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McLemore v. State

April 09, 1998

JOE W. MCLEMORE, JR.
v.
STATE OF MISSISSIPPI



Before Prather, C.j., Roberts And Mills, JJ.

The opinion of the court was delivered by: Roberts, Justice, For The Court:

THIS OPINION IS NOT DESIGNATED FOR PUBLICATION AND MAY NOT BE CITED, PURSUANT TO M.R.A.P. 35-A

DATE OF JUDGMENT: 08/12/96

TRIAL JUDGE: HON. MARCUS D. GORDON

COURT FROM WHICH APPEALED: NEWTON COUNTY CIRCUIT COURT

BY: W. GLENN WATTS

DISTRICT ATTORNEY: KEN TURNER

NATURE OF THE CASE: CRIMINAL - FELONY

STATEMENT OF THE CASE

Joe W. McLemore, Jr. was tried and found guilty of aggravated assault and armed robbery. He was tried before a Newton County Circuit Court jury, the Honorable Marcus Gordon presiding on August 5 and 12, 1996. McLemore was given a sentence of twenty (20) and twenty-five (25) years confinement respectively for the said crimes without parole as an habitual offender in the custody of the Mississippi Department of Corrections. McLemore filed a Motion for Judgment Notwithstanding the Verdict, or in the Alternative a New Trial, both of which were denied. McLemore subsequently filed a timely Notice of Appeal to this Court requesting review of the following issues:

I. WHETHER THE DNA EVIDENCE SHOULD HAVE BEEN ADMITTED?

II. WHETHER MCLEMORE RECEIVED EFFECTIVE ASSISTANCE OF COUNSEL?

III. WHETHER THE COURT ERRED IN OVERRULING MCLEMORE'S OBJECTION TO THE QUESTION OF STATISTICAL PROBABILITY APPLICATION TO THE POPULATION OF SCOTT COUNTY, MISSISSIPPI?

STATEMENT OF THE FACTS

Nadine Walker testified that on December 26, 1991, she was working at Freddie Rogers Service Station and Grocery in Scott County, Mississippi. A customer came in wearing blue jeans, tennis shoes and a pink shirt. He inquired about buying minnows. When she went to get a minnow bucket, he reached around and cut her face. It was a deep cut, causing her to have sutures, and cutting some nerves in her face. He proceeded to stab Walker again in the chest with a pocket knife.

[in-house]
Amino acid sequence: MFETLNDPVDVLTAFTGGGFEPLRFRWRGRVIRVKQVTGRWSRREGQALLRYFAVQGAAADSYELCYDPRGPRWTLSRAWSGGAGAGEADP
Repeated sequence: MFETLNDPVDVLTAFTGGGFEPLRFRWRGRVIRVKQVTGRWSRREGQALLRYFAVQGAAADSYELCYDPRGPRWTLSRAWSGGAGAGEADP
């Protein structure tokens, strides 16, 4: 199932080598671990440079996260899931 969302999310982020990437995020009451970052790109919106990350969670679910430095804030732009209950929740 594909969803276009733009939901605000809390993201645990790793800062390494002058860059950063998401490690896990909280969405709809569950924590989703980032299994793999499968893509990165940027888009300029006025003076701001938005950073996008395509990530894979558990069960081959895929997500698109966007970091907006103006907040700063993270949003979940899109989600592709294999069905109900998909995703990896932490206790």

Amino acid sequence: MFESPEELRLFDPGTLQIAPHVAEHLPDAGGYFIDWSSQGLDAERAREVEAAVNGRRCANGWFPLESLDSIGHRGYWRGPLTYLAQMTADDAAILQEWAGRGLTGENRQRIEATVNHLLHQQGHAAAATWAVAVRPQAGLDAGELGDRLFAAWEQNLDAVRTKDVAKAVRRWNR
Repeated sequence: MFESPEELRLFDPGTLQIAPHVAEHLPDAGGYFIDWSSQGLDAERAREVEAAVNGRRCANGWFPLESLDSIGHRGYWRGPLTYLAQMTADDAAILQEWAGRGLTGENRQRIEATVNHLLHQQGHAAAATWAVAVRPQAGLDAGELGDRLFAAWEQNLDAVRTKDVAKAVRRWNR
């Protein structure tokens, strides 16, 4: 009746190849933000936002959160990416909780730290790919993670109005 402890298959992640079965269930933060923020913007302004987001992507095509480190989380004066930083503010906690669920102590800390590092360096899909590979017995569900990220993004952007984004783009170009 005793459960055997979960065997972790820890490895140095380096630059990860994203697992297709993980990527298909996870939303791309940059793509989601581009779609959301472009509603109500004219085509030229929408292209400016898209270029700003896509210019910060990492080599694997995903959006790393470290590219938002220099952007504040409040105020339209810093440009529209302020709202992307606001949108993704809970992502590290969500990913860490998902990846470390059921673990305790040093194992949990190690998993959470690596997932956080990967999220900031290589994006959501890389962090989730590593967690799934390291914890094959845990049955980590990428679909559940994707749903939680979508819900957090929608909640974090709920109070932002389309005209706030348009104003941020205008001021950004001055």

The assailant then went to open the cash register. When he failed to open the cash register, Walker offered to open it for him. After she opened the cash register, he grabbed the money and stabbed her a third time. This time he stabbed Walker once in the side of her neck and in her back several times. She was able to see an automobile outside, as well as get a good look at her assailant while near him under the lighting conditions in the store.

After she was out of the hospital, Walker identified McLemore's photograph out of a group of seven pictures she was shown. They were all white males of roughly the same age with no markings on their photographs. She also identified McLemore in the courtroom as the person who had stabbed her and robbed the cash register at the store where she was working. She testified that she would never forget the face of her assailant.

During the trial, Officer Jerry McNeece, Deputy Sheriff of Scott County, testified that he was involved in a search for the car that Walker saw outside of the store at the time she was assaulted and robbed. McNeece found a car fitting the description Walker had given--light brown or beige--with some money laying in the front seat. There were blood stains on the money as well as inside the car and on one of the doors. After searching the woods, the officials found McLemore. He was wearing blood stained jeans and tennis shoes.

The blood stained jeans were removed and placed in a bag. McNeece also testified that he was present when McLemore was strip searched and his blue jeans removed. McNeece further testified that there were no wounds on McLemore's body that would account for the blood on his jeans. He also testified that Walker identified the photograph of McLemore shown to her without any suggestions being made. Lastly, McNeece testified that blood samples were taken from both Walker and McLemore at the Lackey Hospital in his presence. He stated that he transported the bags containing the blood to the Crime Lab in Meridian and later brought them back from the Crime Lab.

Lara Aria, a forensic serologist with the Mississippi Crime Lab, testified to having been given the blood samples of Walker and McLemore. She determined by scientific test that they both were blood type O. She had also been given a pair of blue jeans with blood stains on them. An objection was made to the introduction of the blue jeans on grounds of a lack of proper chain of custody. The trial court overruled that objection. Aria determined that the blood stains on the jeans were also blood type O.

When a request for DNA analysis was made, Aria had the swatches from the blood on the jeans sent to Cellmark Diagnostics in Germantown, Maryland. She also sent a bloodstain from the tennis shoes. Dr. Robin Cotten, a molecular biologist from Cellmark, testified to doing a "polymerase chain reaction" analysis (hereinafter "PCR") of the blood samples sent to her for analysis. This method was used since there was only a small amount of blood available for use. The results of the analysis were that McLemore could be excluded as a source of the blood found on the jeans. Walker, on the other hand, could not be excluded as a source of the blood. An objection was made by McLemore's attorney to testimony about Walker not being excluded as a possible contributor of ...


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